© 2017 Carol Cashes



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Reviews

i forgot how long hurricane Katrina was

Posted 3 Days Ago


Handled with aplomb - dark humour is often the only way to deal with things that cause such destruction - what else can we do?
You'd make a good reporter Carol - but you'd be a nightmare for the health and safety boyos (and the Inurance industry) with your popping in and out...lol
Thank you for the RR.


Posted 1 Week Ago


An intriguing, insight-rich account.
You can write some, sister.
Impressive!

Posted 1 Week Ago


' The trees across the street are bending almost half way to the ground, now, and the rain is blowing sideways. I. Love. Storms. I love the event itself, not the aftermath. When the wind is blowing that hard, the sound it makes in the trees is like a dull roar and negative ions are just flooding in...I get pumped. Think of how you feel when you are near a waterfall...the rushing water produces negative ions that push away the positive ions we live with every day...you feel just a little breathless...and there's a hint of expectancy...of what you don't know but it's hard to walk away from one unless you hate getting wet'

I know, I know, the means to your post is to explain how it is, how to describe being a part of a wreckless wandering maniac. But the above creates such a rush to my spirit because i LOVE stroms to.. is like being caught on an almost crumbling in-ledge when dry climbing.. a might or not situation.. adrenalin tushes, body trembles and tenses alternately! Your description hits the senses so brilliantly!

As to the aftermath.. how sick and sad is that for the helpless. People ask about insurance and making provisions before it all happens. HA! easy to say from a distant place with money burning a hole in the pokcet!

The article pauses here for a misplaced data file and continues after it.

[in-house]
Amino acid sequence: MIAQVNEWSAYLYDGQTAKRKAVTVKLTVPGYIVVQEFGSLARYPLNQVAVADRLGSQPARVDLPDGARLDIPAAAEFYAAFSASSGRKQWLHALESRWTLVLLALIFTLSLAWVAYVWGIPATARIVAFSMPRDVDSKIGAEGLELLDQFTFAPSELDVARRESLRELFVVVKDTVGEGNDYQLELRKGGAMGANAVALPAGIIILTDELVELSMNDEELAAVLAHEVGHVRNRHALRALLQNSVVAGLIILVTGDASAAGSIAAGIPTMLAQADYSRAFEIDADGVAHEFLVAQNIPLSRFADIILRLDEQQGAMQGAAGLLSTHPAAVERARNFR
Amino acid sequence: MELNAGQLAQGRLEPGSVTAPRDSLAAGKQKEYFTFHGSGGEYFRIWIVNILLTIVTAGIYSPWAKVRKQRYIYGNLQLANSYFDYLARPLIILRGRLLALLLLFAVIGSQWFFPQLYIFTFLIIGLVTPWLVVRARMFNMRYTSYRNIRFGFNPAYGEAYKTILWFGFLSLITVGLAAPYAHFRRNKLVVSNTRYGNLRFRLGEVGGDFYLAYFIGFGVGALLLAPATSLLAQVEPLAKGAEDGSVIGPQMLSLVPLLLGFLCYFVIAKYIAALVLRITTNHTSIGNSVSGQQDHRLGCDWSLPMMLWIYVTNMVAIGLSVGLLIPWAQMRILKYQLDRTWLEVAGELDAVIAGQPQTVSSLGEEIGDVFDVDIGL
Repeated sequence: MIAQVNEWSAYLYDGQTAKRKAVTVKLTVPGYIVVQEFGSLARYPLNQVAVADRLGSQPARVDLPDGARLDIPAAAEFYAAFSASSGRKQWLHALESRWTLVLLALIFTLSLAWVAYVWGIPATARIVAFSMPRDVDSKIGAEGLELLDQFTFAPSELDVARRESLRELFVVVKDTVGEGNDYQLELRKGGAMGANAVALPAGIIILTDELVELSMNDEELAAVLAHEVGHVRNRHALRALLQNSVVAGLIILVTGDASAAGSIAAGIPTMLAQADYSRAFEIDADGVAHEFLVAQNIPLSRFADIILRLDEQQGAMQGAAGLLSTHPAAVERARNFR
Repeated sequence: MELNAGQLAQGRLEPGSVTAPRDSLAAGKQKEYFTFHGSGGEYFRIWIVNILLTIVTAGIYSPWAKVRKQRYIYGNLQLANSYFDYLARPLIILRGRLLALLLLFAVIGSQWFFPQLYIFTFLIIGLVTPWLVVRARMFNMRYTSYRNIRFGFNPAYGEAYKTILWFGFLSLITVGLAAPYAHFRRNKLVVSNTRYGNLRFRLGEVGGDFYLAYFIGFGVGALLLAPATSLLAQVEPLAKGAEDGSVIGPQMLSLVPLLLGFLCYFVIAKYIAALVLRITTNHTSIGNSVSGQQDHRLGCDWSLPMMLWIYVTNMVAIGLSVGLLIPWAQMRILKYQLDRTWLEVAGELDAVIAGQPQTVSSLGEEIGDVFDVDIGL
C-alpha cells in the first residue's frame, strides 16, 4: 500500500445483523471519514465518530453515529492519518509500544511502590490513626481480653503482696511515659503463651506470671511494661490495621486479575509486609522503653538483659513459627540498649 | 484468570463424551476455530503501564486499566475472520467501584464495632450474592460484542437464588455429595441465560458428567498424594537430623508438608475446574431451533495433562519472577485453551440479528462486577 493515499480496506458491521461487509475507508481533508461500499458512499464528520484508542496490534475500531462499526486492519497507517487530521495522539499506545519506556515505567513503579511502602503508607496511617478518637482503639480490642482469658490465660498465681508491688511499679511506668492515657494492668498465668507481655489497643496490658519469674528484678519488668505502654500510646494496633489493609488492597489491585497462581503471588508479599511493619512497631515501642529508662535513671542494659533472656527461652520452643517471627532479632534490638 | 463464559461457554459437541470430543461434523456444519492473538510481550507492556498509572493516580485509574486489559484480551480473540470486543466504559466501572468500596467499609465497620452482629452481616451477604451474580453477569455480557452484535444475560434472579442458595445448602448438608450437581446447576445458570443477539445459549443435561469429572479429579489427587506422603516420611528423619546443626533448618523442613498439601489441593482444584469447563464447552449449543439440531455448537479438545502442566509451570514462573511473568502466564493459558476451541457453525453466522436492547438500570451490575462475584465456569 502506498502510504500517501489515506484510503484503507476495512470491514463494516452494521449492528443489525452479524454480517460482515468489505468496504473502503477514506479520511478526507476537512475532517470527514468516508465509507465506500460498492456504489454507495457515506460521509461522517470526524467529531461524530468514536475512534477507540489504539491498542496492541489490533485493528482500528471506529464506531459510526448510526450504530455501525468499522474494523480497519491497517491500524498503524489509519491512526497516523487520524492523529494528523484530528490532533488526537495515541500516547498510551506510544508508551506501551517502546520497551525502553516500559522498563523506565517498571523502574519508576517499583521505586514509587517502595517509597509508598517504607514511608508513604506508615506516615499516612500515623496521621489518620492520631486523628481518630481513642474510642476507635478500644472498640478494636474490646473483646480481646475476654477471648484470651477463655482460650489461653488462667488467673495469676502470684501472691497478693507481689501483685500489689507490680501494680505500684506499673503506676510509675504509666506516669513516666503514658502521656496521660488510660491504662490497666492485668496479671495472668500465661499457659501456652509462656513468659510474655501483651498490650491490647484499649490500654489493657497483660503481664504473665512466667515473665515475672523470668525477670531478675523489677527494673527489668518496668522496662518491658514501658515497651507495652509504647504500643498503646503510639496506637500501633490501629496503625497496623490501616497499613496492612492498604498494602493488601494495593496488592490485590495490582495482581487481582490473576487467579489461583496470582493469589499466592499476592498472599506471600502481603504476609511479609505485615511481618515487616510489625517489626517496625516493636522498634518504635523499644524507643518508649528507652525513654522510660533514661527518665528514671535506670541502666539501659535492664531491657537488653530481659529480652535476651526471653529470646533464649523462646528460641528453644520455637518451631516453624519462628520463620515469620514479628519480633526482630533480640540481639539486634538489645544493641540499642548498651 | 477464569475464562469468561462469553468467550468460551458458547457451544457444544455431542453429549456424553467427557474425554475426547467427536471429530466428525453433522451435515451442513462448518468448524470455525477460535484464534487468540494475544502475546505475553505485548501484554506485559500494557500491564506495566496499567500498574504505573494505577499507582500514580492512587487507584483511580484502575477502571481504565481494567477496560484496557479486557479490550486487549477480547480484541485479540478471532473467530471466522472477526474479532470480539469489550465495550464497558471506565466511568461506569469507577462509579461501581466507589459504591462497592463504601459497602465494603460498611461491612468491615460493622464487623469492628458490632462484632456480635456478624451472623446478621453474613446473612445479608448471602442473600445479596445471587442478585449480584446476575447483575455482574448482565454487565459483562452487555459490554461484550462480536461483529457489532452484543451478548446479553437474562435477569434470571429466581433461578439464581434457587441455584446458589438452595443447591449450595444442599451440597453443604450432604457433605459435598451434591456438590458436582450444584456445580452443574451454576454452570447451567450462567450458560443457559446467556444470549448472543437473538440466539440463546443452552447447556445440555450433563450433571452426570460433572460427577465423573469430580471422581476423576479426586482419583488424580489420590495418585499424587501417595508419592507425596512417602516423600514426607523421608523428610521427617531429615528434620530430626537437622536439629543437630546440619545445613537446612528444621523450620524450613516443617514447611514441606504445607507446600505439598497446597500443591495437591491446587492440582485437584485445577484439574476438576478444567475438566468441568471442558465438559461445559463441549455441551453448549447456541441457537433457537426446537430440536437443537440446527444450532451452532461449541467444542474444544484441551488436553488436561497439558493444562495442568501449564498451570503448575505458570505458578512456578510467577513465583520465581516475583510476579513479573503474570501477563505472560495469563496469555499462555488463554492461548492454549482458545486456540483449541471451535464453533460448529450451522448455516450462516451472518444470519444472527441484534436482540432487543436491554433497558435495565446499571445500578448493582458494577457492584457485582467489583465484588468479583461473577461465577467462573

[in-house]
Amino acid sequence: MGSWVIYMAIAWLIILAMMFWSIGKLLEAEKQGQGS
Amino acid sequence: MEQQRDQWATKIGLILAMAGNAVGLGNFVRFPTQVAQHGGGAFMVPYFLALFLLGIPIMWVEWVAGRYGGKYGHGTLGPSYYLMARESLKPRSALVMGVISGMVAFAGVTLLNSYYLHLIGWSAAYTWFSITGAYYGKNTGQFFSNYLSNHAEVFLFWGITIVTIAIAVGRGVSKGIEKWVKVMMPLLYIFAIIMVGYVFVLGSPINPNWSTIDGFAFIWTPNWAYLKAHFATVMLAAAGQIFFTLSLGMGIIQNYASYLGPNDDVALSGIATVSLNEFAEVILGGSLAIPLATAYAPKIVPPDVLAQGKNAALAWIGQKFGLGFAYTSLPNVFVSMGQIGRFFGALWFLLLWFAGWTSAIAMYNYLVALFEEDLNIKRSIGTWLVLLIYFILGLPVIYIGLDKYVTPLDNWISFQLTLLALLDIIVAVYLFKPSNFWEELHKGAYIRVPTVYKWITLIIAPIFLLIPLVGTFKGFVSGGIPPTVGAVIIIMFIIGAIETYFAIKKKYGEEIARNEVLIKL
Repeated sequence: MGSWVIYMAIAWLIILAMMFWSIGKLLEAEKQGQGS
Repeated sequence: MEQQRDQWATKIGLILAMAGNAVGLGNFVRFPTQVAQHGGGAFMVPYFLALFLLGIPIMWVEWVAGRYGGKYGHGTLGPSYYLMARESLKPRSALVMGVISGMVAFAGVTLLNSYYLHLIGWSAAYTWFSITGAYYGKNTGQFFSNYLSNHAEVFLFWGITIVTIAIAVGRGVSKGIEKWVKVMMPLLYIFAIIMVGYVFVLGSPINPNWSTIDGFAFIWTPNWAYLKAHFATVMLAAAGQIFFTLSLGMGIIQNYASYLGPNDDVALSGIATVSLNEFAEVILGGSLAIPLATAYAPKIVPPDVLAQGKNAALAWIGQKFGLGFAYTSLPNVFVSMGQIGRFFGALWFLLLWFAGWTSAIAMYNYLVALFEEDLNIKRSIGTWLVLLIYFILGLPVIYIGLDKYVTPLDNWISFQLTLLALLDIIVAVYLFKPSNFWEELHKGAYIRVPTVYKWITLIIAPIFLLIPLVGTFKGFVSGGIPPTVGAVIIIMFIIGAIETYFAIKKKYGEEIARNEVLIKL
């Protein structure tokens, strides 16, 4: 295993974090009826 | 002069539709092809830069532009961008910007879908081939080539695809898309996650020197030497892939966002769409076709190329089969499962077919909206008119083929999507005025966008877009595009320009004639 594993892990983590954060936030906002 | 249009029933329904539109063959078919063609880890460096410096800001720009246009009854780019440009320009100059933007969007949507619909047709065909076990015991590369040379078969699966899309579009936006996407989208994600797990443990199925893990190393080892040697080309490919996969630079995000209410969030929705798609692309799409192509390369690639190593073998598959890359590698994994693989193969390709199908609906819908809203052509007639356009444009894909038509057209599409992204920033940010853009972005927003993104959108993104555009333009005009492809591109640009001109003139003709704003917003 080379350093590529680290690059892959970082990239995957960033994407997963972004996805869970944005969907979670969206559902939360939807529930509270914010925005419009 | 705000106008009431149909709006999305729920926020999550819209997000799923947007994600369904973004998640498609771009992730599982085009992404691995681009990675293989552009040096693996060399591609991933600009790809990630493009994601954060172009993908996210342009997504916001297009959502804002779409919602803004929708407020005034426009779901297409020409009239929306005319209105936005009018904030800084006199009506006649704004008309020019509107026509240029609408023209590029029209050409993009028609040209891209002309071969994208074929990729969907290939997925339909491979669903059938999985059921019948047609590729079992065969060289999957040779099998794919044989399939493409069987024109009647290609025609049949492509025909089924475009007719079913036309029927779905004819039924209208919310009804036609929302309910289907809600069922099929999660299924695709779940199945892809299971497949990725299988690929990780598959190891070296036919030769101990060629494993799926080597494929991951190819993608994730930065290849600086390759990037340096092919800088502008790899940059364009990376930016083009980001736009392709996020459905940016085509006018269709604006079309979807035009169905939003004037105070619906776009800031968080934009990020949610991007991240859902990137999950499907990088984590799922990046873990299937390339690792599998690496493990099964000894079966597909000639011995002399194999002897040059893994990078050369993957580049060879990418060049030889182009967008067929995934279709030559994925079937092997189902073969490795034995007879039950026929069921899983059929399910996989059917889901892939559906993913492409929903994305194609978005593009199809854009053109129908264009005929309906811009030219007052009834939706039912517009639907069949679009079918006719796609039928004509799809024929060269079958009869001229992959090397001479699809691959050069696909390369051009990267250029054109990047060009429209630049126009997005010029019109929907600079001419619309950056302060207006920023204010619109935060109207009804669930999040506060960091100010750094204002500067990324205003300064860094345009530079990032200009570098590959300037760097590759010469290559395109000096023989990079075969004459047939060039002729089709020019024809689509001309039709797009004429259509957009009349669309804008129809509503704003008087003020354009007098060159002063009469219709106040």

A wonderful post.. absolutely. You've created your own storm in explaining, empathising... creating. Thank you, Carol.....

Posted 3 Weeks Ago


BRILLIANT SHARE! Never been in hurricane prone areas & we have few notable storms in California, but I've always had the same fascination you describe so beautifully, the way it feels to become enraptured by the storm's energy & noise & sensations. You've brought all this to life so well & I loved it. I also like the many informative asides that you sprinkle in for clarity -- well done! Thanks to Emmajoy for read requesting me on this one! *smile* Fondly, Margie

Posted 1 Month Ago


I am waiting for updates. Hoping all is well.

Posted 1 Month Ago


I will put and your family in my prayers. Those big storms and the wind. Dangerous and scary.
Coyote

Posted 1 Month Ago


Carol Cashes

1 Month Ago

Thanks for your prayers, me and mine are fine - didn't even lose a shingle. Nate was kind to my peo.. read more
Coyote Poetry

1 Month Ago

Very good. This is good news.
Well, you write so vividly about what it is like to actually be there, experiencing it. I was interested in those negative ions coming in with the storm. That must feel good. Also, it was interesting to hear about people having to recover after the storm. But as you point out, I felt very worried about those too poor to leave. There are many places in the world where people are at the mercy of the weather. It must make one feel very fatalistic.

Posted 1 Month Ago


Carol Cashes

1 Month Ago

You are right about those who are truly at the mercy of the weather: poor, underdeveloped countries.. read more
Great Aunt Astri

1 Month Ago

Yes, that's right

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Added on October 8, 2017
Last Updated on October 8, 2017

Author

Carol Cashes
Carol Cashes

Biloxi, MS



About
I'm very cynical, jaded, just this side of bitter and the only reason I haven't crossed that line is a good man loves me. I am extremely empathetic, but seldom sympathetic. I can be a ferociously lo.. more..